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McLeod, Donald / History of Wiskonsan, from its first discovery to the present period, including a geological and topographical description of the territory with a correct catalogue of all its plants
(1846)

Chapter XII,   pp. 214-231 PDF (3.0 MB)


Page 229


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HISTORY OF WISKOSN8AN.
'he carbonate of lead, but most probably the earthy
oxide. The Blue mounds are covered to their sum-
mits with vegetation, from which there is a grand com-
manding view of the surrounding country, far beyond
the Wiskonsan to the north, embracing a wide circle
on every side. The Platte mounds are in many res-
pects similar in constrution to the Blue mounds and
may be considered rivals. They are situated to the
southwest of the latter: Near these are the remains
of a fort built by the Fur Company, which frequently
gave refuge to several white families, from the fury of
the savages. Here, also, may be seen the grave of
Lieutenant Force, who was killed by an Indian, near
where the grave is now seen. The Indian was after-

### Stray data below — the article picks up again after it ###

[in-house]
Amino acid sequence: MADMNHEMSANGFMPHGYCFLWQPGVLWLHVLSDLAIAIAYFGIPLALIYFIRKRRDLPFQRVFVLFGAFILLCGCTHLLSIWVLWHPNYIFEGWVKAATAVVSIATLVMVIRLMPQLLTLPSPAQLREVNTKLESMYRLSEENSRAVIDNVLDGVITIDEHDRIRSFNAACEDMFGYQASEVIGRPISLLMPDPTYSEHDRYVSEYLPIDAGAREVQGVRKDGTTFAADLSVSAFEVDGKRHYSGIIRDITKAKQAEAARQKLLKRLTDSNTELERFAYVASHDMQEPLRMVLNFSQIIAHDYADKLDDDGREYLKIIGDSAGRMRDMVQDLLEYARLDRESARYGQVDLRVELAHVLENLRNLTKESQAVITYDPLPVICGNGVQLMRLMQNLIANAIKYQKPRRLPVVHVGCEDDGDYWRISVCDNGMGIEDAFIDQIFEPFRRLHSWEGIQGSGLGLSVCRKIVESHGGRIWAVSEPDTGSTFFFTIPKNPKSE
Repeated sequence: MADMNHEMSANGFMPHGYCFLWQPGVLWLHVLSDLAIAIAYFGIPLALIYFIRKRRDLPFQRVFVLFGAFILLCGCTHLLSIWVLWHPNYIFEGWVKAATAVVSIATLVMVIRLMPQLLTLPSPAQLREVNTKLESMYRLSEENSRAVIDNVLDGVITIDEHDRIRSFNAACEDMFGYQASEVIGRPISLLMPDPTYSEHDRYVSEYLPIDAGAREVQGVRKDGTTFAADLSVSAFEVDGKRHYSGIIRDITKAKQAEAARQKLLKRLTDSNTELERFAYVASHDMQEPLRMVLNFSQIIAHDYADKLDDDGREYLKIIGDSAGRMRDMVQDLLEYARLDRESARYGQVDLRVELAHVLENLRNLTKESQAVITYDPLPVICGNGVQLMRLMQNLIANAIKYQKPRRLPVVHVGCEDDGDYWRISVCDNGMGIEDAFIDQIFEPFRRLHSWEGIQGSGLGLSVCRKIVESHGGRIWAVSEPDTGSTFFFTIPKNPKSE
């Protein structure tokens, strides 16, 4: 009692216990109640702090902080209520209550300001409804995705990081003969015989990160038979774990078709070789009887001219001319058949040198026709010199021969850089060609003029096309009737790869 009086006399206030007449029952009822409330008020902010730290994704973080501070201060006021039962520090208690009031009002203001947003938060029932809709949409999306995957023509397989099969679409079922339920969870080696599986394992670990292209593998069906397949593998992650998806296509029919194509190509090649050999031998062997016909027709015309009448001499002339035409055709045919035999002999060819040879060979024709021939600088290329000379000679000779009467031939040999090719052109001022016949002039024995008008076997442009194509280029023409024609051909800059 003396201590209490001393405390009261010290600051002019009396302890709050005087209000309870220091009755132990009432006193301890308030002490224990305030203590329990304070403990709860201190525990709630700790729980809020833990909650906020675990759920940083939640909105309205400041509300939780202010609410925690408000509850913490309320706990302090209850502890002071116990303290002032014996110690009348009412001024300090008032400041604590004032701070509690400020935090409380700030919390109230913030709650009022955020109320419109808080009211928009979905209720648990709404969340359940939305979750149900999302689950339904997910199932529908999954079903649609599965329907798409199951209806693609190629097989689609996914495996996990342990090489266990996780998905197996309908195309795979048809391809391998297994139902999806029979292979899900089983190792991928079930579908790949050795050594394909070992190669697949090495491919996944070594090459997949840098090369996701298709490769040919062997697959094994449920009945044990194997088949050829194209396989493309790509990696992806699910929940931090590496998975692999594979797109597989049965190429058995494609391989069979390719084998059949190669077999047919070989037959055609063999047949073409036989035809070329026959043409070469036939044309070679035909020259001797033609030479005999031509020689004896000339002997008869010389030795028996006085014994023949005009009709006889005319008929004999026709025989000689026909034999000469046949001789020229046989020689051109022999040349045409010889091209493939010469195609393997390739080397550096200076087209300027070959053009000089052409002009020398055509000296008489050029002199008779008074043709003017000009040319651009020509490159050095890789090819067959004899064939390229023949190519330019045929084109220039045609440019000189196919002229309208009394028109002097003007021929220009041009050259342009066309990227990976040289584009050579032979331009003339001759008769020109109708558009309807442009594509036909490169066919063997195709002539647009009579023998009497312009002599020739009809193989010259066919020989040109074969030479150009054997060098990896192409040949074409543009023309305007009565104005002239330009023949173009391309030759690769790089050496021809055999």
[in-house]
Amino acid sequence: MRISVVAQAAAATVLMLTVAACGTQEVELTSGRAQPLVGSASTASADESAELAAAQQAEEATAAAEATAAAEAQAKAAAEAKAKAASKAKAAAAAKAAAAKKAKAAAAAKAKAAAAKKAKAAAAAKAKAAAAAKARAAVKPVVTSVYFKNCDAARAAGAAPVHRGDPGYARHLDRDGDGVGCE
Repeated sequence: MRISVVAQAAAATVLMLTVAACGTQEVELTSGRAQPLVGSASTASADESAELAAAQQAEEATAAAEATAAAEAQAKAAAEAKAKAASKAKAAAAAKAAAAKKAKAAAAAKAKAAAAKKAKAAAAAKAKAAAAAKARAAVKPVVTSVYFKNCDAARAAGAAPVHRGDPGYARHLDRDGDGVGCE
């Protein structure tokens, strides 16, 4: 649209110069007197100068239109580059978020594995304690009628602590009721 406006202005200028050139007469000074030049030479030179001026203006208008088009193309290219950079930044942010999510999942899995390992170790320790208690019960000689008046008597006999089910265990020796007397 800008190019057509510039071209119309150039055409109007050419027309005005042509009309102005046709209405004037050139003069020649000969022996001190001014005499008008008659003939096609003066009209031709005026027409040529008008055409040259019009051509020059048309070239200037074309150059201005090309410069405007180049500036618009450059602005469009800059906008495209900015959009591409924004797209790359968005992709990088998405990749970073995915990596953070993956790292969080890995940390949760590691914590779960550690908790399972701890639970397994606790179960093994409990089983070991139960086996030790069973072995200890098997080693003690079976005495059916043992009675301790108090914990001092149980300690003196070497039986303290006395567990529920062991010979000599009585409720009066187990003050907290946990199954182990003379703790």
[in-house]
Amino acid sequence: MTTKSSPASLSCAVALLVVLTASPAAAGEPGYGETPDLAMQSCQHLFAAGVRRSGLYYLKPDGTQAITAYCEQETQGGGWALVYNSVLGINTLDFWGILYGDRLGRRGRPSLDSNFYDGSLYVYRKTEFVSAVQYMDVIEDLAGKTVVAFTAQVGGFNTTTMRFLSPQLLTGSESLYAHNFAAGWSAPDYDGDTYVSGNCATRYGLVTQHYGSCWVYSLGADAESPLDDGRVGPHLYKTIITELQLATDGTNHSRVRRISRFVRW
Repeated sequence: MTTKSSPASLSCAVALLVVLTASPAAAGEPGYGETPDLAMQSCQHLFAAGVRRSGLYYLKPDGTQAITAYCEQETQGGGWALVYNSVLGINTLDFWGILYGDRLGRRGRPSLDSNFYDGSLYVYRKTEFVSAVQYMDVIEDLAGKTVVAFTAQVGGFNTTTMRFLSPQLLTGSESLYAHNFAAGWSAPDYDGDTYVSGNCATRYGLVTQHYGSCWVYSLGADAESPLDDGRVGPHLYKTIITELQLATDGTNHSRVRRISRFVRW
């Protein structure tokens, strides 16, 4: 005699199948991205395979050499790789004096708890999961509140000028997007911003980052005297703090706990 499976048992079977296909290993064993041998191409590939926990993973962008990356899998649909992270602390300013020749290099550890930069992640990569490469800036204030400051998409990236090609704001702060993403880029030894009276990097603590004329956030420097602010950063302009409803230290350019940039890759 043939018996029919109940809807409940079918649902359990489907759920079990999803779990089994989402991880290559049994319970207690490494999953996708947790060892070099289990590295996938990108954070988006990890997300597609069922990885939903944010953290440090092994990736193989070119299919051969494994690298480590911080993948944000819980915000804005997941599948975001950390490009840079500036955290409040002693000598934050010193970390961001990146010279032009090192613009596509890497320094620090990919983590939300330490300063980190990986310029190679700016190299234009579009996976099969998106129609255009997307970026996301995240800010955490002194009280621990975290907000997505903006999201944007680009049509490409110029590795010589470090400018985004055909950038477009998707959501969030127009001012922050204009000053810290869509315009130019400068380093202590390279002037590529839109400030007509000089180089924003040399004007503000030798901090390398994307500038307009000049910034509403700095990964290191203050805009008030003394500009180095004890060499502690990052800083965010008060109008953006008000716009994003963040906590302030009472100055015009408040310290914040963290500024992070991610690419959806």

wards killed near the four lakes, in a skirmish with
General Dodge's volunteers. The gold watch belong-
ing to Lieutenant Force, was found in his possession,
and returned, by order of General Dodge, to his fam-
ily.
   Sugar river has its source in this country, fifteen
 miles west of Madison, and running south, through the
 eastern part of Green county, enters the Pekatonica,
 in Illinois. It may be considered the eastern limit of
 the mineral district, as no mines have, as yet been dis-
 covered east of this stream, although there are several
 near it on the west side.
   The first, of the beautiful chain of lakes in this
 county, between the third and fourth of which the cap-
 ital of the territory is located, has a circumference of
 nine and a half miles, and covers a surface of five
 square miles. Its longest diameter from east to west
 is three and one eighth miles; its north and south di-
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